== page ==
A skeletal survey (also called a bone survey) is a series of X-rays of all the bones in the body, or at least the axial skeleton and the large cortical bones. A very common use is the diagnosis of multiple myeloma, where tumour deposits appear as "punched-out" lesions. The standard set of X-rays for a skeletal survey includes X-rays of the skull, entire spine, pelvis, ribs, both humeri and femora (proximal long bones). It has been found to be much more sensitive than MRI and isotope scans to detect bone involvement in multiple myeloma.
Skeletal surveys are also used with suspected non-accidental injury in children (CE  guidelines state that 19 images of the child are taken.) These are reported on by a consultant paediatric radiologist and often copies are made. A skull CT is also done in connection with the radiographs.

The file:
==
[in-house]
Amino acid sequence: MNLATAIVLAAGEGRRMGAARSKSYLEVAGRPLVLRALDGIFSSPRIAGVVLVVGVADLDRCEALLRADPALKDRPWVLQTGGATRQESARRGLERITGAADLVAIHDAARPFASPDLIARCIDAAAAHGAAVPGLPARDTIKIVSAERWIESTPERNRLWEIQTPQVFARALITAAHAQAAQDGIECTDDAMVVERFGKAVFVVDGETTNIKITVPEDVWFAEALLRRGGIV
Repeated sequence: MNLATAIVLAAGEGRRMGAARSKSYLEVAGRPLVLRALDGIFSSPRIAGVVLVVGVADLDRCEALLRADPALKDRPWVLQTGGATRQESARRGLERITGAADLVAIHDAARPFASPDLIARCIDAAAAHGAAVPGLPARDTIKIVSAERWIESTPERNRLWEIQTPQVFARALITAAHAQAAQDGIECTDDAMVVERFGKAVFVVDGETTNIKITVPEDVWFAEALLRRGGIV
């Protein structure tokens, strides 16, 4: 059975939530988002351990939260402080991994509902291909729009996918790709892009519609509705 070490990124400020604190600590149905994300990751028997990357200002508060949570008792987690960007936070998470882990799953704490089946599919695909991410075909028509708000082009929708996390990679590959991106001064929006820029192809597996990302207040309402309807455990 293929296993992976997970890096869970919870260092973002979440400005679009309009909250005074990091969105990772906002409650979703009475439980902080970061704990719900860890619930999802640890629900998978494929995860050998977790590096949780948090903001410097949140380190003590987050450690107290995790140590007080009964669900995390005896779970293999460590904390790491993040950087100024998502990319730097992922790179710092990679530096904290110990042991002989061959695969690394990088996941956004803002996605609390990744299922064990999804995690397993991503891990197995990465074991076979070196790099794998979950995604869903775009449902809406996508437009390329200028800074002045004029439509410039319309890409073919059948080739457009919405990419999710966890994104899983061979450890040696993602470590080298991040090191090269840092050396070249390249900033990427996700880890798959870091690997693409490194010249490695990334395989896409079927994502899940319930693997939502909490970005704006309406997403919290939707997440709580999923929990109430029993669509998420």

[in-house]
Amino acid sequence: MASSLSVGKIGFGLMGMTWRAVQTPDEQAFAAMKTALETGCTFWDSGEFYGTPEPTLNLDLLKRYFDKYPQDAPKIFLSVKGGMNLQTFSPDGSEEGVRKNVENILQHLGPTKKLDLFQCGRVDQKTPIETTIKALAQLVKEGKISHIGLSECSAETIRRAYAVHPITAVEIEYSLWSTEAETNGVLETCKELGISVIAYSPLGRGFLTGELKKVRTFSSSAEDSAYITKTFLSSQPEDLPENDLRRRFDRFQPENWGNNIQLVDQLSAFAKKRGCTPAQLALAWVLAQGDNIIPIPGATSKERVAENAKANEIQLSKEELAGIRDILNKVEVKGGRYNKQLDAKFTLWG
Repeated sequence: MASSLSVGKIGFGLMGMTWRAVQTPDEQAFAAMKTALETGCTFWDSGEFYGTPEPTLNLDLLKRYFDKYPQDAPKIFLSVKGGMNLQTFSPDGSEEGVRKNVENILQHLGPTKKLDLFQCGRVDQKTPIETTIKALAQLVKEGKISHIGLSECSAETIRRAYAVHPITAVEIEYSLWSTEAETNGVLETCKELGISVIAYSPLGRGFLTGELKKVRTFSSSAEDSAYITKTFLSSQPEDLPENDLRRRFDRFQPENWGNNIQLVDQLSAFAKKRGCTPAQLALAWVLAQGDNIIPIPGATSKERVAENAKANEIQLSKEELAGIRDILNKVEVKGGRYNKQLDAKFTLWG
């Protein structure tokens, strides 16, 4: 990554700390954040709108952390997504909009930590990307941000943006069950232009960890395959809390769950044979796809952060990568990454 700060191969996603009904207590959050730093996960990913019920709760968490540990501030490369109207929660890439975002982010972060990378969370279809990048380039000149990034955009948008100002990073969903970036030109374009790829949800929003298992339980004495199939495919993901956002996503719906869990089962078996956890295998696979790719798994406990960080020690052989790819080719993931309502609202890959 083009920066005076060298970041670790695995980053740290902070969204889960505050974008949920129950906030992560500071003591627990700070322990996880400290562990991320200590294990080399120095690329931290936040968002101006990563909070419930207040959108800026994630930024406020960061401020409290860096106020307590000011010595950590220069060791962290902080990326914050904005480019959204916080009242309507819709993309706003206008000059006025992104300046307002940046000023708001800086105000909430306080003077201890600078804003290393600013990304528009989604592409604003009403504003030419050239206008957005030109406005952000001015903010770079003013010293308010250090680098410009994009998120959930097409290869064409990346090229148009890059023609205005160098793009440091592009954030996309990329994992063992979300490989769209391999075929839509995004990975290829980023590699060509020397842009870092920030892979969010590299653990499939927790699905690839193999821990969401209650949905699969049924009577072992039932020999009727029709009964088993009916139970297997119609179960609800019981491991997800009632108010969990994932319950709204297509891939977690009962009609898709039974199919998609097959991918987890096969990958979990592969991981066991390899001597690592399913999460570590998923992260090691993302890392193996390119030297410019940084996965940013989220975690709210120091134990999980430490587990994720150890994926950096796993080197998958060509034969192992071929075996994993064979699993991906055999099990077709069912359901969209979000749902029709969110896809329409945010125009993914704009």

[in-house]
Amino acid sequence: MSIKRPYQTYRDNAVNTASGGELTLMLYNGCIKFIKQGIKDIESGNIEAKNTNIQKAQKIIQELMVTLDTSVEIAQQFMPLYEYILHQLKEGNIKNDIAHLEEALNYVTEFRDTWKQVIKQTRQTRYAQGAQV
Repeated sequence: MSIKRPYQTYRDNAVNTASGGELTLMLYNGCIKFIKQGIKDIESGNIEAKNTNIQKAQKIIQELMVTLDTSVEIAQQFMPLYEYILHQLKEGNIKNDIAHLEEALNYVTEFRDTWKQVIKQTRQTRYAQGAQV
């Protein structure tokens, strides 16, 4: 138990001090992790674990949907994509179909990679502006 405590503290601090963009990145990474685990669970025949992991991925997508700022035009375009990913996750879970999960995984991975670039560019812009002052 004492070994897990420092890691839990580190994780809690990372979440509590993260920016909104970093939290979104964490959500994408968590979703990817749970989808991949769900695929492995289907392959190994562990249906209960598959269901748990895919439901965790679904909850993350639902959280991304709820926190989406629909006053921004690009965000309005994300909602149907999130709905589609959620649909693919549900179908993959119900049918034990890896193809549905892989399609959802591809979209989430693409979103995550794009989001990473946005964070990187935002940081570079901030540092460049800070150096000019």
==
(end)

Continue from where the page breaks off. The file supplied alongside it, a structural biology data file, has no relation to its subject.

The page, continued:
- Lecouvet F, Malghem J, Michaux L, Maldague B, Ferrant A, Michaux J, Vande Berg B (1999). "Skeletal survey in advanced multiple myeloma: radiographic versus MR imaging survey.". Br J Haematol. 106 (1): 35–9. doi:10.1046/j.1365-2141.1999.01529.x. PMID 10444160.
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